Johnson returned to England after a gap year spent teaching in Australia to study classics at the University of Oxford’s Balliol College. Before completing an upper second-class degree in 1987, he became president of the Oxford Union, co-edited the satirical newspaper Tributary, and joined the Bullingdon Club.

Journalist and Politician

Johnson began his media career as a graduate trainee for The Times before being fired the following year for attributing a false quote to his godfather, renowned academic Colin Lucas.

Johnson established a reputation as The Daily Telegraph’s Brussels correspondent for his overblown but humorous criticisms of the European Commission. Later, he compared the experience to “throwing these rocks over the garden wall and [hearing] this magnificent crash from the greenhouse next door over in England.”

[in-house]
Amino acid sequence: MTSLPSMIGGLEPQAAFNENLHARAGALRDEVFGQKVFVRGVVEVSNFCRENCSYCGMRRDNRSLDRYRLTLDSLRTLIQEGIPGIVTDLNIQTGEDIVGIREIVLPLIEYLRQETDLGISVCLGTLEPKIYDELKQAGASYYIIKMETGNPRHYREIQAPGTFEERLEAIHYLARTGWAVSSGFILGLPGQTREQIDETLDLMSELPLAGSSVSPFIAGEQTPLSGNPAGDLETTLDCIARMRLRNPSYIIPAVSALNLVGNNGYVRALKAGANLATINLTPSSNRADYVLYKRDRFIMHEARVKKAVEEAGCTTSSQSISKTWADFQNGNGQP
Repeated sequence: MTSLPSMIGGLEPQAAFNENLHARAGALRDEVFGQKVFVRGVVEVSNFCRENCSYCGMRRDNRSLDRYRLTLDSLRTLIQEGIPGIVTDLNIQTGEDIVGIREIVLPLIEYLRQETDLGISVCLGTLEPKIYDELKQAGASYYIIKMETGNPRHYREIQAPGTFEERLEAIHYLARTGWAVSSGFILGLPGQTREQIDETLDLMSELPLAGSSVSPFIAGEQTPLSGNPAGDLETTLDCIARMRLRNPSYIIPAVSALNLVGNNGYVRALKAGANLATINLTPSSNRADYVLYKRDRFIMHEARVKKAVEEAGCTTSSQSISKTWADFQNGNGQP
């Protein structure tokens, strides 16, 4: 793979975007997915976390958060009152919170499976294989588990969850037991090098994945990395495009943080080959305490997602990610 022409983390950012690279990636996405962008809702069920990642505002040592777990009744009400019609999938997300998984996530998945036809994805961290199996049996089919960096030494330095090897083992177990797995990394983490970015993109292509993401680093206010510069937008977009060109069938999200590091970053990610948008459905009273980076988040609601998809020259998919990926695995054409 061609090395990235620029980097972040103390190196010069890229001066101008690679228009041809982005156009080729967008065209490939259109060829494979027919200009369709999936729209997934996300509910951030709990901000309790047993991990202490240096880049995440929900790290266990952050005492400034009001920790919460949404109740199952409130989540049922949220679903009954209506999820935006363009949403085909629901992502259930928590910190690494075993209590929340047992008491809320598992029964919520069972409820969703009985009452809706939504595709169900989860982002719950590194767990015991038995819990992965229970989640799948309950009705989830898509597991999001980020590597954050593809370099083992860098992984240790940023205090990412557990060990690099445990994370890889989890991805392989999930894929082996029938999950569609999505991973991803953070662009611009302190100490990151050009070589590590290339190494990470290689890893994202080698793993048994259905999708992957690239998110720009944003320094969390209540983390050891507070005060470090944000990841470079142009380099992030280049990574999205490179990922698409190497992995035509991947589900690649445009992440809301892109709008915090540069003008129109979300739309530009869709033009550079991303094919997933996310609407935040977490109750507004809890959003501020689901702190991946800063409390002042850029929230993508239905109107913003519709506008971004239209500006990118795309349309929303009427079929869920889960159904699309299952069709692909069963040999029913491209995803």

Johnson worked as the Telegraph’s main political columnist and assistant editor from 1994 to 1999, and then as the editor of the right-wing journal The Spectator until 2005. At this time, he also started writing a regular automobile column for GQ and saw his celebrity rise as a result of well-received performances on the popular quiz show “Have I Got News for You.”

Johnson began his political career in 2001 as a Conservative MP from Henley, Oxfordshire. After being forced to resign as party vice-chair and shadow arts minister in 2004 for lying about an affair, he won reelection the following year and became shadow higher education minister under Tory leader David Cameron.

Mayor of London

When he was named the Conservative candidate for Mayor of London in 2007, Johnson had his first taste of international recognition for his unkempt appearance and eager yet clumsy ways. In 2008, he defeated Labour incumbent Ken Livingstone to become the city’s second elected mayor.

After a rocky start that saw several top aides leave, Johnson launched the “Boris bikes” bike-sharing program in 2010 and the new-and-improved “Boris bus” fleet in early 2012.